20 Weeks of Disney Animation: ‘Treasure Planet’

The story of Treasure Island has quite a history within The Walt Disney Company. Not only was Treasure Island the first live-action film from the company, but Disney’s long fascination with pirates has been evident in many forms, most notably Peter Pan and Pirates of the Caribbean. In 1996, Disney collaborated with The Jim Henson Company and released Muppet Treasure Island, also based on Robert Louis Stevenson’s classic novel. In addition, there was a unique idea rolling around the minds of two Disney creatives for many years: Treasure Island in space.

Read: 20 Weeks of Disney Animation: ‘Atlantis: The Lost Empire’

This was a pet project of directors Ron Clements and John Musker, the dynamic duo who directed The Little Mermaid. They had pitched this idea numerous times to the studio throughout the 1980s and early 90s, but it was turned down several times. However, chairman Roy Disney believed in their vision and finally, in the mid 90s, he green-lit the project. Treasure Planet was finally released in 2002. Unfortunately, this creative film did not receive the response that they hoped for and did very poorly at the box office.

Visually, this is a beautiful movie. There are many excellent shots in the film, the standout being when the camera pans in on the crescent moon that becomes the main city. The blend of CGI and traditional animation also works in the favor of the story and compliments the film rather than taking away from it.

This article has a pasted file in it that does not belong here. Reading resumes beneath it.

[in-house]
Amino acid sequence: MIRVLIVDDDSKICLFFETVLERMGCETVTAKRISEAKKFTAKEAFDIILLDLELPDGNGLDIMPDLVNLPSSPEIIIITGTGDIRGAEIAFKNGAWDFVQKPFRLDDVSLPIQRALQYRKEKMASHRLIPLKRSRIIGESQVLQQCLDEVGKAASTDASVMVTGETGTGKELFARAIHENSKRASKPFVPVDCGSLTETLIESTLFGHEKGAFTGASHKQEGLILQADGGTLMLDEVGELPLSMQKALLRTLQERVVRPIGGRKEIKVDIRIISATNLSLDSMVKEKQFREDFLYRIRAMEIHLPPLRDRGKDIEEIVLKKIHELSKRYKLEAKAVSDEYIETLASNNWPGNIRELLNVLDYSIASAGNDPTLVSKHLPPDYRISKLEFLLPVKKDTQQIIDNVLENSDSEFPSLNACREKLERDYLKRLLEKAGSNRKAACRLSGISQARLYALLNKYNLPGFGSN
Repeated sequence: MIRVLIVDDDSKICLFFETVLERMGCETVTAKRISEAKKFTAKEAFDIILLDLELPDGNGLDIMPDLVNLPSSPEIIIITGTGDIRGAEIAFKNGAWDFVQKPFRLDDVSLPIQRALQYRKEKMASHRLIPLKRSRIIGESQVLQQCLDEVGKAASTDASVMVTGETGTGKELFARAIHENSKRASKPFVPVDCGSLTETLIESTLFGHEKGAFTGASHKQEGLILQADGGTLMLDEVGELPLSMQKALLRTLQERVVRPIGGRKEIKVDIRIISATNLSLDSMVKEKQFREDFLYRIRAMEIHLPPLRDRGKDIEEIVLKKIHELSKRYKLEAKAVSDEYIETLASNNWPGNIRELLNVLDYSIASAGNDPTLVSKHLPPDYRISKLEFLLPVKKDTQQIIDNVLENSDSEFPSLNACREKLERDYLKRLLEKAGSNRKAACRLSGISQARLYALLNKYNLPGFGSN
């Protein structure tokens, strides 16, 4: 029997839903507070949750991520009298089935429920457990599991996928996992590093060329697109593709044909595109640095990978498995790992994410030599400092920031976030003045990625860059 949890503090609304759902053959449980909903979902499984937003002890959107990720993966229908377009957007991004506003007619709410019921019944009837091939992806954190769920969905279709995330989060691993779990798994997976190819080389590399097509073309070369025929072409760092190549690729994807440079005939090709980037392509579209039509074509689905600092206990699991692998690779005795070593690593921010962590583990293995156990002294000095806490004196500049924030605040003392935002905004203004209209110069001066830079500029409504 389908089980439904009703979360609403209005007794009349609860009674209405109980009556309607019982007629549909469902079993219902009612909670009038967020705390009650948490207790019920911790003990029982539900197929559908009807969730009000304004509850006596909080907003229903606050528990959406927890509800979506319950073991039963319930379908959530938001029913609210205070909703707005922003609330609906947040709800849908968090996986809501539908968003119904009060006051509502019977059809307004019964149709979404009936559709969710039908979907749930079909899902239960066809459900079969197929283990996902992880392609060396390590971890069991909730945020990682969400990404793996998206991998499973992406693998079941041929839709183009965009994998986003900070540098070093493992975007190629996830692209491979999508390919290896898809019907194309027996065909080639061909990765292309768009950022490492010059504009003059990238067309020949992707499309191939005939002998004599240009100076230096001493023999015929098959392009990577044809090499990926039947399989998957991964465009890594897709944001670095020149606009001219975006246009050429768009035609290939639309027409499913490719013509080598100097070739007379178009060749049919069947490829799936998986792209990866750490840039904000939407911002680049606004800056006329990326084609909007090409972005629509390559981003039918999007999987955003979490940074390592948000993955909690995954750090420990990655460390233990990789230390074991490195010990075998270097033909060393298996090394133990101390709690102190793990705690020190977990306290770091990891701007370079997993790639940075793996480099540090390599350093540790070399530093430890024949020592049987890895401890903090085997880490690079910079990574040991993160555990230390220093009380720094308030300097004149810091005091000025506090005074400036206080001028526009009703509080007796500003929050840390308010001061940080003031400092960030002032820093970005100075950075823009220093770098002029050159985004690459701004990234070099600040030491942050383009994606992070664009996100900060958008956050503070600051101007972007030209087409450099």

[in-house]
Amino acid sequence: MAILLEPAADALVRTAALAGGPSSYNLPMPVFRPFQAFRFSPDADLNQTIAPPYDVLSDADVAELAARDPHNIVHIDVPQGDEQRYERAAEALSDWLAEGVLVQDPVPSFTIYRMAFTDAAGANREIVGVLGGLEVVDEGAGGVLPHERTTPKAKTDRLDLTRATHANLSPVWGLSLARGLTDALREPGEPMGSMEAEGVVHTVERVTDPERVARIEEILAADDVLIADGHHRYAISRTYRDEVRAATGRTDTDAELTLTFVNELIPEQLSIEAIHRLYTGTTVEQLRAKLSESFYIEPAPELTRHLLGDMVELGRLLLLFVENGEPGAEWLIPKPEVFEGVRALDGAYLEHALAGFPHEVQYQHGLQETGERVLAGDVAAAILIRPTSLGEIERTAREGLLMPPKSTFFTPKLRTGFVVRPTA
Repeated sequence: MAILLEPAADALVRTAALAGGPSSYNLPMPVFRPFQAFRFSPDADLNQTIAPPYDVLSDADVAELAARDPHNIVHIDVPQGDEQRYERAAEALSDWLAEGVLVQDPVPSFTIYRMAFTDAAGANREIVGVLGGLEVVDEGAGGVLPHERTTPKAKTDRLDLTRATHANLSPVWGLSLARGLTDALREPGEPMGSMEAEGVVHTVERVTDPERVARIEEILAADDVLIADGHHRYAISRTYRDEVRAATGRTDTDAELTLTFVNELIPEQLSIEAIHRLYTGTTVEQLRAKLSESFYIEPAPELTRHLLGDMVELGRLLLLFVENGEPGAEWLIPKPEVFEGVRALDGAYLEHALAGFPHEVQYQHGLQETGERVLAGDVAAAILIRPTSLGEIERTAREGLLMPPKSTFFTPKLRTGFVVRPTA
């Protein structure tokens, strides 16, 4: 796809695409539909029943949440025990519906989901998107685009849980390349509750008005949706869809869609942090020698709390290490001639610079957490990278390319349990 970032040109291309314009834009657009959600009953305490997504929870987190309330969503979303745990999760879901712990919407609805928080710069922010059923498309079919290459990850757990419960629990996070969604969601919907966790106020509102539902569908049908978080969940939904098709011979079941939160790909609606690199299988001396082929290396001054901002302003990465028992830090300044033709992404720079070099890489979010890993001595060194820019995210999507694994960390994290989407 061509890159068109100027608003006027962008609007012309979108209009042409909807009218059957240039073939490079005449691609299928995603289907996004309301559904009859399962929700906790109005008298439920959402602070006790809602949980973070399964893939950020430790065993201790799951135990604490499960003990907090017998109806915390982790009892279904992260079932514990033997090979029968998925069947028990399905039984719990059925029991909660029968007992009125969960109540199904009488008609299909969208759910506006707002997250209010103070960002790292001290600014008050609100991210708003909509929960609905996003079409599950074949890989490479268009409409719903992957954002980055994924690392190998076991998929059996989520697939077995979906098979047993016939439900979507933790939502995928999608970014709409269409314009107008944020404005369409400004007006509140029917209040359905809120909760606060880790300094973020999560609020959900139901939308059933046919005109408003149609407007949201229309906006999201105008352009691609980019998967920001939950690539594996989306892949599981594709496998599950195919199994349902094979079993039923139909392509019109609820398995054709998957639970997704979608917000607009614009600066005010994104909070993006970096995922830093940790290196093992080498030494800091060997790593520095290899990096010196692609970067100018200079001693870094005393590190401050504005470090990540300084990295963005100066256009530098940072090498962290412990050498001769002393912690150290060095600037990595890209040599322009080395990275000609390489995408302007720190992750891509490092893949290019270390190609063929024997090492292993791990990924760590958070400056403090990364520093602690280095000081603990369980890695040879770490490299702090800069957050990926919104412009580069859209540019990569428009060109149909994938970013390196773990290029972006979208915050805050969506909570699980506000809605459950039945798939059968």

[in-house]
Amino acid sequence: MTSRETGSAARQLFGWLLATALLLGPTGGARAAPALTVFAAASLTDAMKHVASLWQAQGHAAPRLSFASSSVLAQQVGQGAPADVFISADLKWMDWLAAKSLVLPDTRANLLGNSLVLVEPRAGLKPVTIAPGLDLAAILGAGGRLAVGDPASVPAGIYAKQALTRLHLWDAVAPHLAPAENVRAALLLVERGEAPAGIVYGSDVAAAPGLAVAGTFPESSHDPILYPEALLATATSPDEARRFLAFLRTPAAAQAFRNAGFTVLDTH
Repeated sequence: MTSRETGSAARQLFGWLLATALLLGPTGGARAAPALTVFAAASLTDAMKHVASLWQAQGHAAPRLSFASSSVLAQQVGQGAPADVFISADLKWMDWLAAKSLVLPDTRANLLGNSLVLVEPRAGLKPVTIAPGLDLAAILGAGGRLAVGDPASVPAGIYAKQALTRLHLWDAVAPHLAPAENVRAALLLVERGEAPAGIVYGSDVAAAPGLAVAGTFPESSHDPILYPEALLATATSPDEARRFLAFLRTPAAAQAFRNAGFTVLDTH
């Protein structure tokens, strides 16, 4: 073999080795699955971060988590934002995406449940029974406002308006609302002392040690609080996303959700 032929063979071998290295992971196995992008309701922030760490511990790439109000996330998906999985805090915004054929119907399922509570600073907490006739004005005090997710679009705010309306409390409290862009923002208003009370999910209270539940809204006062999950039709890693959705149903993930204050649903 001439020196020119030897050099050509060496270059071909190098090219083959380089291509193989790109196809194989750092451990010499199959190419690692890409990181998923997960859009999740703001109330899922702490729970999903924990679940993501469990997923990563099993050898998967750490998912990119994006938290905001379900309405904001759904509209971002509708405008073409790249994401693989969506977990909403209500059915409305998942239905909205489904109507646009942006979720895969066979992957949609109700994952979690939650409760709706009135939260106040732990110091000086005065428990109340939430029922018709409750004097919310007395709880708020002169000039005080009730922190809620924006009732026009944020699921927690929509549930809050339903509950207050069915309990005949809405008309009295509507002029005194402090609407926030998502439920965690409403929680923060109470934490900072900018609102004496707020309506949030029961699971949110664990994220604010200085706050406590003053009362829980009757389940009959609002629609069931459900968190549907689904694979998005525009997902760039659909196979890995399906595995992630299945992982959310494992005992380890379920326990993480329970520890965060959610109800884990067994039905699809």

One of my favorite things about the film is in its presentation of Long John Silver. He is a complex character in every version of the story, but is particularly effective here where he is voiced impeccably by Brian Murray. The rest of the voice cast is excellent too including David Hyde Pierce, Emma Thompson, and Martin Short.

The prominent science fiction imagery was likely the cause of the lack of mainstream audience appeal. Plenty of mainstream audiences are used to science fiction franchises, but in an animated Disney movie? I could see why people may have been skeptical. Despite this, it is my belief that Treasure Planet is one of my best Disney films in this experimental period of the company.

Live-action remake: There is no live-action remake planned for Treasure Planet.

Treasure Planet in the theme parks: A few of the characters from Treasure Planet were seen in the park around the time of the films’ release but have rarely been seen since.

Sequel/Spin-offs: Treasure Planet was originally intended to be merely the first entry into an expansive franchise. Thomas Schumacher, Disney Animation’s President at the time, said this: “We’ve got a story and some storyboards and concepts up, and a script for what a sequel to this could be. There’s also a notion of what a series could be. I have all the pieces in place, and should we [decide] to push the button, we push the button and go with it.”

Unfortunately, they never pushed the button. Like Atlantis, this franchise didn’t see the light of day due to poor box office performance and mixed reviews. The most that came out of this was a pair of video games, which are now long out of print. For more details on the cancelled plans for this franchise, check out this article here.

Treasure Planet is available to stream on Disney+.

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